A common area of concern is in the workplace.  Many times there are conflicts because of differences in personalities and also from situations that develop from prideful attitudes and harmful gossip.  Can we peacefully exist with our employers and co-workers?

Is it possible to forgive one another, while still harboring bitterness and pain of the circumstances?

Forgiveness is a decision that we make regarding our situation.  It is not a feeling.  This does not mean that we forget what has happened in the past or ignore our current struggle.  It does not mean that we must now associate with a person who is responsible for our situation.  Simply put, forgiveness is a means God has provided in order to release us from the bondage of control that it has over our life.  Those who choose not to forgive remain stuck in the past and as a result, they re-live their pain and suffering daily and have no meaningful future.

There is a serious spiritual consequence if we remain in an attitude of un-forgiveness.  We are reminded in Matthew 6:14-15;18:35, Mark 11:25-26, Luke 6:37 if we choose not to forgive, God will not forgive us.  Romans 3:23 clearly states “For all have sinned and come short of the glory of God”.  This means that every one of us is guilty and in need of God’s forgiveness.    

As a Bible believing Christian, how do we forgive someone?  When I began to study the Bible, it became very evident to me that this was an area that I wanted to resolve if I was to experience a desired relationship with Jesus Christ.  As a result, I read the Bible regarding this topic, in order to find out as much biblical information as possible.  My pastor was also always available for guidance through the study of Holy Scripture.  I had already received conviction that there were people in my life that I had not forgiven due to their past attitudes, words and actions that deeply hurt me.  I questioned God as to how I was going to overcome this situation.  The answer is one that everyone can receive.  In prayer and sincerity, go to the foot of the cross and see Jesus who through His life, crucifixion and resurrection, forgave all of mankind for every past, present or future sin that we could ever commit (it is very sad that many will refuse His gift of love).  As we begin to understand the depth of His suffering and unselfish decision to endure the unspeakable for our benefit, it will become clear that whatever we have experienced in our life pales in comparison.  Our heart (mind) will then be ready to begin the healing process to forgive a person who has injured us.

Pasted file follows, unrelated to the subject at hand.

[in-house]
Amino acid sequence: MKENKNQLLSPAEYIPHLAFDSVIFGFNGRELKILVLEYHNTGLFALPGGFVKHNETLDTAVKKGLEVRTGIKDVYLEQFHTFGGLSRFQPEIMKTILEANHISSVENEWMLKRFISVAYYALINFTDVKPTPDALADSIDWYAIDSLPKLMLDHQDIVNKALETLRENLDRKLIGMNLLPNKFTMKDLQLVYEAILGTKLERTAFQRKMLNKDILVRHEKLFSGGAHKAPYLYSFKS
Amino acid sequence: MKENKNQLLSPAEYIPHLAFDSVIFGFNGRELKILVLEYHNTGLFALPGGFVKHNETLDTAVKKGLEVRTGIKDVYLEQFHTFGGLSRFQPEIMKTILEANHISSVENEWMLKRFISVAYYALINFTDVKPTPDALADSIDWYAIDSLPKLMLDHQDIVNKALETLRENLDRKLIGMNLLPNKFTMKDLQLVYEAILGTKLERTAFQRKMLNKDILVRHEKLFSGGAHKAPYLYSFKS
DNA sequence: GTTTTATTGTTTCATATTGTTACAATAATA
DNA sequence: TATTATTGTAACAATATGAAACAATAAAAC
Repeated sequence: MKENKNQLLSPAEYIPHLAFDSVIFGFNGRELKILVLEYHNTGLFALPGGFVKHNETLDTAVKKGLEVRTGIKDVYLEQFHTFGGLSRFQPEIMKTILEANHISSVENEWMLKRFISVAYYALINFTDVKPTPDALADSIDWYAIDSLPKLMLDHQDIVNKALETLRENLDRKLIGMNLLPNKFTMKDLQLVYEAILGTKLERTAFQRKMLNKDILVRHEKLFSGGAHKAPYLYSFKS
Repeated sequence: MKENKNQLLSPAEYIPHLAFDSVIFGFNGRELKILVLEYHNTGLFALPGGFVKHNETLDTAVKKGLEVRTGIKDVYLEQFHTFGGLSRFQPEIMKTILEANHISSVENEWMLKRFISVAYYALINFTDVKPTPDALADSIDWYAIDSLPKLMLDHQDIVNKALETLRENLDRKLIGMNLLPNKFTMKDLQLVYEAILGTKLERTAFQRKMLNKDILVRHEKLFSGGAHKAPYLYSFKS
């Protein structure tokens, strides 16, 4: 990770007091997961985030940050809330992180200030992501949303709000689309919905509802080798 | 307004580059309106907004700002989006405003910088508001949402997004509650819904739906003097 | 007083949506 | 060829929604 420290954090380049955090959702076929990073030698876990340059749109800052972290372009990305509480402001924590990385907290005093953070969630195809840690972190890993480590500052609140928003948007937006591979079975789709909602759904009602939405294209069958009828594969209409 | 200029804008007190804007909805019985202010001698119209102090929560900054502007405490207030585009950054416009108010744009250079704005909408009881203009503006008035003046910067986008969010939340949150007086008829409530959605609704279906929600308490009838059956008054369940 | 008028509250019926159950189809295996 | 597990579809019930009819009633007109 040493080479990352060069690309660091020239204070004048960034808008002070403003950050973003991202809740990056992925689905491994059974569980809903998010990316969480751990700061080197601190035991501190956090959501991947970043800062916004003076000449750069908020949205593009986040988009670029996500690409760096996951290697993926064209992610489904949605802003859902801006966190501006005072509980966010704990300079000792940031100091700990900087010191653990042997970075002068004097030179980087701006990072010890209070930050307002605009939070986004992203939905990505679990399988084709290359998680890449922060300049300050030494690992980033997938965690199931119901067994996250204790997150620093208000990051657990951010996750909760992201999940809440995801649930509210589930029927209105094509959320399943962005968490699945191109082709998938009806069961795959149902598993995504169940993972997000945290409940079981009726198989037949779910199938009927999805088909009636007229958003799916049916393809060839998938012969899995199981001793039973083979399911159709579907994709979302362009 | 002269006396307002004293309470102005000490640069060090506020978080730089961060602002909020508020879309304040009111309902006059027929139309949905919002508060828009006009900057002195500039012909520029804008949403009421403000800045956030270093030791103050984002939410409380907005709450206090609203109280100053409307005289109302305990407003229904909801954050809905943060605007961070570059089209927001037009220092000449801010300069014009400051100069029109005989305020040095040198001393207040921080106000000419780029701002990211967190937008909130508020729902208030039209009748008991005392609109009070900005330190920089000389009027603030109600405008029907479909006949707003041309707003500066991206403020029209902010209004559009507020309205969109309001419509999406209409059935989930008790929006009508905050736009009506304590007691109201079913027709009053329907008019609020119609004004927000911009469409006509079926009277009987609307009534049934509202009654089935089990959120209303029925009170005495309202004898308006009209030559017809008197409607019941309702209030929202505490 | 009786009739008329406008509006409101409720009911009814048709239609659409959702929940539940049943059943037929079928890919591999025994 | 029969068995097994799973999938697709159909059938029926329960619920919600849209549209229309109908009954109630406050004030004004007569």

When a person has been profoundly hurt, forgiveness may take time.  Although God is aware of all that has taken place during our lifetime and we cannot hide our feelings from Him, we must talk with God about our pain and anger.  As we begin the steps to deal with our situation, this may also include sharing with a close friend who has spiritual wisdom who will listen and offer guidance.  Another avenue for healing is through a safe group environment which is managed by a qualified counselor.

May you choose to look upon each person you encounter through the eyes of Jesus.  He is no respecter of persons and loves everyone equally, freely offering His grace and mercy.  We must leave the judgment of each individual to God and have confidence that He is fair and just.  

If you have questions or wish to discuss this topic further, please contact me at

Catherine Merrifield